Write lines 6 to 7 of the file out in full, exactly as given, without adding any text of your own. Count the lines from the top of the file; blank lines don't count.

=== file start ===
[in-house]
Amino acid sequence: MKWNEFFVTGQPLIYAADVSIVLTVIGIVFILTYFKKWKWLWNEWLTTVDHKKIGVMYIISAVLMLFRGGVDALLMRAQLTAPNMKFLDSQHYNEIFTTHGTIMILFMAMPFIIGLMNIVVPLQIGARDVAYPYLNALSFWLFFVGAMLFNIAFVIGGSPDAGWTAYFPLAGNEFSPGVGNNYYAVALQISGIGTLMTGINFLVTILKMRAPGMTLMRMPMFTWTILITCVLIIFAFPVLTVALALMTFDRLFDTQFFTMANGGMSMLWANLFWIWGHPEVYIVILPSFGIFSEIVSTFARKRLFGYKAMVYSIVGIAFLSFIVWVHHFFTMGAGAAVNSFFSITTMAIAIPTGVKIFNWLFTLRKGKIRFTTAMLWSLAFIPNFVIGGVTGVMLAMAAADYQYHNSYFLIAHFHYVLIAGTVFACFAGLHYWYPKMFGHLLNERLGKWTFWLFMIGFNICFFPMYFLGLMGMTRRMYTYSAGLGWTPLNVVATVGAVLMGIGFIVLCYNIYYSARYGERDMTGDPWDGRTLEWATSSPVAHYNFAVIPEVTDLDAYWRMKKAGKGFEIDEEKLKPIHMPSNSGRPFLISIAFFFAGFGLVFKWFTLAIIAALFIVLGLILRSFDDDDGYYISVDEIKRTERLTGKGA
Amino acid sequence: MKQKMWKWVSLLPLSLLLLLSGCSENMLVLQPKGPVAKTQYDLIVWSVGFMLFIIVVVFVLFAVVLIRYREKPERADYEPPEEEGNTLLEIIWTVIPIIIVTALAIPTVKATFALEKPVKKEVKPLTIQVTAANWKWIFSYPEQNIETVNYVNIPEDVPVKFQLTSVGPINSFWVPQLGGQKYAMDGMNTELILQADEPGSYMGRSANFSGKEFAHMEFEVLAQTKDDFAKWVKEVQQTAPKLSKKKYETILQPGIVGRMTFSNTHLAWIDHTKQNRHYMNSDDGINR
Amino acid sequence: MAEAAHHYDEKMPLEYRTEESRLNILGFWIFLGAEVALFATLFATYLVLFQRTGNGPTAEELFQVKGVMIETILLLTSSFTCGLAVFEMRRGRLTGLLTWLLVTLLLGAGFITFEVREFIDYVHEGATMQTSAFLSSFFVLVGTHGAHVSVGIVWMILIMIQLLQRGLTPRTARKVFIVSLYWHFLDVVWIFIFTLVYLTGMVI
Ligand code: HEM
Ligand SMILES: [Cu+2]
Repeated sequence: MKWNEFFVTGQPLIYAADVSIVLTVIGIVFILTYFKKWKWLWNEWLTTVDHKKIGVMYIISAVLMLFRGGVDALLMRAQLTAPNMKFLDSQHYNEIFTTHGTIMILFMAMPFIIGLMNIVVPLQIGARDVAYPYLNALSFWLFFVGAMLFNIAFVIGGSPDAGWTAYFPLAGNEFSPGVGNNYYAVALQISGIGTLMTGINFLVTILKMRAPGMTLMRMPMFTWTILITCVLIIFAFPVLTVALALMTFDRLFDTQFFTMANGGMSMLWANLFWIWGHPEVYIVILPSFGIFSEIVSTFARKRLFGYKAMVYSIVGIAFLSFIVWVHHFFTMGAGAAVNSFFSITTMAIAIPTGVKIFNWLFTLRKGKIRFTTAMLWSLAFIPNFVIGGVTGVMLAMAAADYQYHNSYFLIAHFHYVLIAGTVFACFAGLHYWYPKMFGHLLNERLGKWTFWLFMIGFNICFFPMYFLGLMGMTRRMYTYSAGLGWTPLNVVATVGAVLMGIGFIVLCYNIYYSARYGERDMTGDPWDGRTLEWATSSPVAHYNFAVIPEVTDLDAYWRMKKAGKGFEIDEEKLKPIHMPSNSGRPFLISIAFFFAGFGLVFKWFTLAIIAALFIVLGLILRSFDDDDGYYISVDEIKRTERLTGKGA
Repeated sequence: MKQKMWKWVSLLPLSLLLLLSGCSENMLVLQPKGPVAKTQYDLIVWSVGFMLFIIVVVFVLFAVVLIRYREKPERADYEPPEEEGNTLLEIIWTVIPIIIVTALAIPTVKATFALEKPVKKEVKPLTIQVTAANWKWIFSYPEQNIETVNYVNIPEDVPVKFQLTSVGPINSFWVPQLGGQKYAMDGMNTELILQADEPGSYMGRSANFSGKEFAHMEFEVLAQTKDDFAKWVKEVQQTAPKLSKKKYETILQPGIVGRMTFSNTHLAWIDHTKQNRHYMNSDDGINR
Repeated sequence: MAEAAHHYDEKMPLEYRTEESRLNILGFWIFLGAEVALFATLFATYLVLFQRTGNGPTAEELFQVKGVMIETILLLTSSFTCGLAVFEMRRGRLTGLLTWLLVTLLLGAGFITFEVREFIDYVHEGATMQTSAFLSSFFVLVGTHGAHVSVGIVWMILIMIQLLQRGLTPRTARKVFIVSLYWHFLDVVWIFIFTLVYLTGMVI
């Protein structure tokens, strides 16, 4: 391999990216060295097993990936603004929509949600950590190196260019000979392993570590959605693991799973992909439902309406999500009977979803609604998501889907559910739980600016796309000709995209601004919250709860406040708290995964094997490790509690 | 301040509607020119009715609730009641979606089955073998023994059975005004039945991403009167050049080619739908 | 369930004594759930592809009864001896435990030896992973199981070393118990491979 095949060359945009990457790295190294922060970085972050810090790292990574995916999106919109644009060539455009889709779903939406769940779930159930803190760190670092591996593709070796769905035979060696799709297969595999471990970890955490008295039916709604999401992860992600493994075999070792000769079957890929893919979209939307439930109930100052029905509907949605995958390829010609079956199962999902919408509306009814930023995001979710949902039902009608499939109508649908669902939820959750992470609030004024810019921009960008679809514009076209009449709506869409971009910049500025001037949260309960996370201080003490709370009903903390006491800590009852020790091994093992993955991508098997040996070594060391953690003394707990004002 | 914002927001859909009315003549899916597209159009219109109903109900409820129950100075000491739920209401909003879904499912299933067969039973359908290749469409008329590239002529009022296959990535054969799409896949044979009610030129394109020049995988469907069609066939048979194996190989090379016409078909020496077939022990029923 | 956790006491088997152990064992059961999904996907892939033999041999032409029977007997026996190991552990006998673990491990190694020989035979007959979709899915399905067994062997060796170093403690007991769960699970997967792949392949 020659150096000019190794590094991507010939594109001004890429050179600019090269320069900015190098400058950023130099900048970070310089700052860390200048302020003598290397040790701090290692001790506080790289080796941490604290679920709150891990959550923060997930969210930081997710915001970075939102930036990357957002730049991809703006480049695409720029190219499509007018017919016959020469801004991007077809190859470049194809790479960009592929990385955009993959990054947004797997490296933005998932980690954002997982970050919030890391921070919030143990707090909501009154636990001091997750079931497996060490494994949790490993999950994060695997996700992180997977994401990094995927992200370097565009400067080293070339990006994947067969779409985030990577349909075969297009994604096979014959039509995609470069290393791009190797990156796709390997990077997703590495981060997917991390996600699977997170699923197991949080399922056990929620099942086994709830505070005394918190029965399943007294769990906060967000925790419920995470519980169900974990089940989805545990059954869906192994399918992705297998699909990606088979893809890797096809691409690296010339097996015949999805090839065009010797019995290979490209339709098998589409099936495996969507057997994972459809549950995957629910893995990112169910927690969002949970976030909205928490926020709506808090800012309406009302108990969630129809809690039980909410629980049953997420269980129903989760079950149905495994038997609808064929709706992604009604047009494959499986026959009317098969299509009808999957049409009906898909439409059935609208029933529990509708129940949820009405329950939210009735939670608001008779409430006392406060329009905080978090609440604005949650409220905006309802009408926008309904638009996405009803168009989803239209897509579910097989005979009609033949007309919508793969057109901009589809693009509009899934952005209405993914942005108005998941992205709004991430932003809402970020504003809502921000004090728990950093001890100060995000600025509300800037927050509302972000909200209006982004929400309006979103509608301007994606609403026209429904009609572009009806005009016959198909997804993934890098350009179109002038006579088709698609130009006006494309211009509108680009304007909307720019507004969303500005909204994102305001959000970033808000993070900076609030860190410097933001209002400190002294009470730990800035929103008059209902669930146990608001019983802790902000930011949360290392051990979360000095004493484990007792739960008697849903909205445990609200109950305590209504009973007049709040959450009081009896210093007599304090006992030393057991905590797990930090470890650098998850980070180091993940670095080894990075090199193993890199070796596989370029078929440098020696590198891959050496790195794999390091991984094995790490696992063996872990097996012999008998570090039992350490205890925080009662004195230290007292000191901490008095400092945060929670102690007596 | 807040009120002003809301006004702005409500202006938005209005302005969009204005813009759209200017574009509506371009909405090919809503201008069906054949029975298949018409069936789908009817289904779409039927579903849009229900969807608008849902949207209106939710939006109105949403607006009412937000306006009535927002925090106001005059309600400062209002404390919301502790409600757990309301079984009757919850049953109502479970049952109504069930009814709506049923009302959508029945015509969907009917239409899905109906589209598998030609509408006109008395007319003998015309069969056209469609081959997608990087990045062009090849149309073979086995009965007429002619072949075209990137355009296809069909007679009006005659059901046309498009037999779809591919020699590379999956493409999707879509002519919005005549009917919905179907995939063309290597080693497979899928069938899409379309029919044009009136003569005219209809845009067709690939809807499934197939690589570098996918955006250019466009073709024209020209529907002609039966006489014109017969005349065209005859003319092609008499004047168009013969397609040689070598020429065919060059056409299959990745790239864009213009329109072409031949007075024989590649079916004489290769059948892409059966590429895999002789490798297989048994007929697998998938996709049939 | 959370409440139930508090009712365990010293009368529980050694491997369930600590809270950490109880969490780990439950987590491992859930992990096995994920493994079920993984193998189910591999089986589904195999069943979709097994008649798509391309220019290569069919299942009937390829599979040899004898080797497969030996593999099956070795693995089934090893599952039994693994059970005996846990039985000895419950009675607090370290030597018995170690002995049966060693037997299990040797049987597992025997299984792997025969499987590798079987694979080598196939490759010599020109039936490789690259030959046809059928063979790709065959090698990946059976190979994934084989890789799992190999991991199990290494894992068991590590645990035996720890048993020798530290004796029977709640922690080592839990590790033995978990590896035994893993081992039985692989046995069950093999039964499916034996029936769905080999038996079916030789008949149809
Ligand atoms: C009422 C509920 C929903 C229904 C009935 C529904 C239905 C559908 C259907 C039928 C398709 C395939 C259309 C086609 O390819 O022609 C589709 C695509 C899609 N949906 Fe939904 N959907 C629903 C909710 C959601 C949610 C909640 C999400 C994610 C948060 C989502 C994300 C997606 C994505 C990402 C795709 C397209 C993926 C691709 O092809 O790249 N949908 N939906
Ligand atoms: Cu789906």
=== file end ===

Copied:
Ligand SMILES: [Cu+2]
Repeated sequence: MKWNEFFVTGQPLIYAADVSIVLTVIGIVFILTYFKKWKWLWNEWLTTVDHKKIGVMYIISAVLMLFRGGVDALLMRAQLTAPNMKFLDSQHYNEIFTTHGTIMILFMAMPFIIGLMNIVVPLQIGARDVAYPYLNALSFWLFFVGAMLFNIAFVIGGSPDAGWTAYFPLAGNEFSPGVGNNYYAVALQISGIGTLMTGINFLVTILKMRAPGMTLMRMPMFTWTILITCVLIIFAFPVLTVALALMTFDRLFDTQFFTMANGGMSMLWANLFWIWGHPEVYIVILPSFGIFSEIVSTFARKRLFGYKAMVYSIVGIAFLSFIVWVHHFFTMGAGAAVNSFFSITTMAIAIPTGVKIFNWLFTLRKGKIRFTTAMLWSLAFIPNFVIGGVTGVMLAMAAADYQYHNSYFLIAHFHYVLIAGTVFACFAGLHYWYPKMFGHLLNERLGKWTFWLFMIGFNICFFPMYFLGLMGMTRRMYTYSAGLGWTPLNVVATVGAVLMGIGFIVLCYNIYYSARYGERDMTGDPWDGRTLEWATSSPVAHYNFAVIPEVTDLDAYWRMKKAGKGFEIDEEKLKPIHMPSNSGRPFLISIAFFFAGFGLVFKWFTLAIIAALFIVLGLILRSFDDDDGYYISVDEIKRTERLTGKGA